Thirty-five years ago today, Steve Jobs introduced the all new Macintosh computer to the world. It happened at Flint Center in De Anza College, Cupertino, California and while the original Mac was not the huge hit that had been hoped, it did set the direction for computer design.
When it was launched, the Macintosh was far from affordable. It was priced at $2,495 which at the time was an eye watering cost. Keep in mind that the average US income in 1984 was just shy of $28,000 per year so the Mac was nearly 10% of that annual income. It was also not really complete. It worked but there were scarcely any apps available for it and those that were available were expensive.
The launch of the Macintosh was also at an interesting time within Apple. Essentially, the entire project was a skunks work project being led up by Jobs as Apple, then under the leadership of John Sculley, was focused on developing the Apple III. In many ways, the company which seems so rock solid today in when it comes to self identity, was struggling with this in the early 80s. Jobs, frustrated by where the company was going and the insistence of an iteration of what the company already had in the Apple II series, began working on the Macintosh with a hand picked team. Apple, feeling that Jobs was more of a distraction than a help, basically let him do it.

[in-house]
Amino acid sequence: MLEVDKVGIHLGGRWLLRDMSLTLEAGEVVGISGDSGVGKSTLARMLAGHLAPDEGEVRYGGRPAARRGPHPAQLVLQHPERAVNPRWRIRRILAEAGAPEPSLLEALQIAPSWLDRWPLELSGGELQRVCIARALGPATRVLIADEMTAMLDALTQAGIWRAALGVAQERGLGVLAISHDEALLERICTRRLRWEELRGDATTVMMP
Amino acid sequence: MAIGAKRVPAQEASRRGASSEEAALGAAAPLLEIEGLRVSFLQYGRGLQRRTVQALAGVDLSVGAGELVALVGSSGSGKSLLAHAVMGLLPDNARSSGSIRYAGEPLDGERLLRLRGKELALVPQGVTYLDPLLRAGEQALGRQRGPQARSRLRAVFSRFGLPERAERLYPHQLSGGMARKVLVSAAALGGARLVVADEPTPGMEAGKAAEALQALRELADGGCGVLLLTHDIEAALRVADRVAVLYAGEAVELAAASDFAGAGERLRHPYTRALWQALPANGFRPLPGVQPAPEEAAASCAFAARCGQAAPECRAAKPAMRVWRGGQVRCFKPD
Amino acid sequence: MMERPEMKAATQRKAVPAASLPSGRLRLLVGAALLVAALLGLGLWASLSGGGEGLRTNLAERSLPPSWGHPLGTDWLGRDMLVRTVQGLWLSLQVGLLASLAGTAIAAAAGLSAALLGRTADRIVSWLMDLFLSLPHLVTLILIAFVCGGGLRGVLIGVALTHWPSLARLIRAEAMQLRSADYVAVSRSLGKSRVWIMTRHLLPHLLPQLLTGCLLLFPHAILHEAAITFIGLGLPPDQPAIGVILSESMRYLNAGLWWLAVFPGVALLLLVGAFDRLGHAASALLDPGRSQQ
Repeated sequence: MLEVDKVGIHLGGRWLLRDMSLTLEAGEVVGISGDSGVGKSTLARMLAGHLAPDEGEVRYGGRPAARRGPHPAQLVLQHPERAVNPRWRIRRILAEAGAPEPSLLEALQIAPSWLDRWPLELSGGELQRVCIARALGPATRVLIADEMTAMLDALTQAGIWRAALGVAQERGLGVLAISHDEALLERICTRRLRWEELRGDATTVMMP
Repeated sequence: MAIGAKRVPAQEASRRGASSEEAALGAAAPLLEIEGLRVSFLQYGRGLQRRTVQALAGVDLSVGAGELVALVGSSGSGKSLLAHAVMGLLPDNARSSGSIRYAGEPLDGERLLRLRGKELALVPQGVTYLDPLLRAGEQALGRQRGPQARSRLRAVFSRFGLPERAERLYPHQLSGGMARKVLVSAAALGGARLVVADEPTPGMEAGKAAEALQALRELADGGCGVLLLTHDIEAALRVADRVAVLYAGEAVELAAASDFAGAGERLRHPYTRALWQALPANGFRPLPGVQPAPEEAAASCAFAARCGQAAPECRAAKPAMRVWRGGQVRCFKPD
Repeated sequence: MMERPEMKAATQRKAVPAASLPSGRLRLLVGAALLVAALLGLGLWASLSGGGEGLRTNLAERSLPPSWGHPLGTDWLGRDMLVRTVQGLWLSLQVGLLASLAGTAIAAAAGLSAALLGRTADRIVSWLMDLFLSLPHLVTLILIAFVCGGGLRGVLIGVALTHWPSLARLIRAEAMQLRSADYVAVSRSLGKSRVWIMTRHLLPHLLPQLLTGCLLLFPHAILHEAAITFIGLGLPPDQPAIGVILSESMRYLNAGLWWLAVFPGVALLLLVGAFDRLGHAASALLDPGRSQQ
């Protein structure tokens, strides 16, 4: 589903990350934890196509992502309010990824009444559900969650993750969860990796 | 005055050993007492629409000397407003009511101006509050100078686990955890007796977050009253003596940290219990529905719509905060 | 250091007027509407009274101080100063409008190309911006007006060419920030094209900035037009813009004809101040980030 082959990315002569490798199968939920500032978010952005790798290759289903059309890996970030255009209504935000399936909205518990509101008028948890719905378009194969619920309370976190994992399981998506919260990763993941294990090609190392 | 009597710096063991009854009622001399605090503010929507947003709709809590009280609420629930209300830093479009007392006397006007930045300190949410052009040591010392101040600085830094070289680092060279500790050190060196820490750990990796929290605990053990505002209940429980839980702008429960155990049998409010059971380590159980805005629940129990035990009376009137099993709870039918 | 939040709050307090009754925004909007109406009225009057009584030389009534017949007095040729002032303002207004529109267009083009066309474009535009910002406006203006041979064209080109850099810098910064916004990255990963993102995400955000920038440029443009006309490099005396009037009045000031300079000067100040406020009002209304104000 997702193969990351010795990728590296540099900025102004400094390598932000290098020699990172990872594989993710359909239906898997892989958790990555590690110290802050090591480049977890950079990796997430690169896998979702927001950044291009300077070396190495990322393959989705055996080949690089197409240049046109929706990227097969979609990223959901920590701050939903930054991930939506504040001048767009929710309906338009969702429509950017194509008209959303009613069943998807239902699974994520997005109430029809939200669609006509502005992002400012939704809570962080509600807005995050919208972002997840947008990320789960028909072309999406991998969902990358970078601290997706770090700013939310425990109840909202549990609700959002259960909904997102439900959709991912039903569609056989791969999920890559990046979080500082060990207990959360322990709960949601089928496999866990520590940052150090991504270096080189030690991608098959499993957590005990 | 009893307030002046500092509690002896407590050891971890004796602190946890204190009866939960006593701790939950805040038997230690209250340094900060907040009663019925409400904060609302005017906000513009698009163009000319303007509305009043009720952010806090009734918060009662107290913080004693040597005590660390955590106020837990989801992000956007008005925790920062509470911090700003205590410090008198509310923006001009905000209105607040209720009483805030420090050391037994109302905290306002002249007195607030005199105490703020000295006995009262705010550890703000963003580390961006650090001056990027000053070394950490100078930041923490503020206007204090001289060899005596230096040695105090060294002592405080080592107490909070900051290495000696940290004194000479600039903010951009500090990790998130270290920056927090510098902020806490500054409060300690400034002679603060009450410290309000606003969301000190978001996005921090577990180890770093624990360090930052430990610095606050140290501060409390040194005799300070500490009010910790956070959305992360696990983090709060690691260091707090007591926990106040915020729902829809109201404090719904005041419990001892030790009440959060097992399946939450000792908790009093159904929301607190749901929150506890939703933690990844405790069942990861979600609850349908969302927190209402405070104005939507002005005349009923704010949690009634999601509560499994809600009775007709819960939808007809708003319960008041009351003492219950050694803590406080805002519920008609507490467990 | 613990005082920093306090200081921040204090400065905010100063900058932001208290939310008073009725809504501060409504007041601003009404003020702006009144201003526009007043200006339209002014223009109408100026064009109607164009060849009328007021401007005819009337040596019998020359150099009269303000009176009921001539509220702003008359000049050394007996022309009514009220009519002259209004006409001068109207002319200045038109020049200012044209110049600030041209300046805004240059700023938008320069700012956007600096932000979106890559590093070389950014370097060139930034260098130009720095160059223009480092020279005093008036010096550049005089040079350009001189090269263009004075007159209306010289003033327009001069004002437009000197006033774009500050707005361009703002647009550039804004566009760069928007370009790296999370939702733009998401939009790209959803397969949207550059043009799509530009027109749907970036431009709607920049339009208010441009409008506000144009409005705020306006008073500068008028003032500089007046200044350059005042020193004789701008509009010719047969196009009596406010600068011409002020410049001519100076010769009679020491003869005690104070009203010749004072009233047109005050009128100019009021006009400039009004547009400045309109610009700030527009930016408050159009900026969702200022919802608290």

There is little argument that the Macintosh was not a huge commercial success. It had marginal sales and Apple spent millions in marketing that they never really recouped. The shining moment in this however was the now famous 1984 commercial that broadcasted just once during the Super Bowl. That advert caused a spike in sales but nothing long lasting.
What can be argued however is the long term impact of the Macintosh design and its impact on personal computing. The team that built it was all about customer functionality and ease of use. It had a mouse. It has a GUI (Graphical User Interface). It had a keyboard that was detachable, and it was in many ways portable. All of these were game changing events in the history of personal computing.
As I write this on my 2017 MacBook Pro, in many ways, I have the original Macintosh to thank for the simplicity yet elegant design of this laptop. Yes they are miles apart technically and functionally, but the lineage is there to see.
Happy Birthday Macintosh.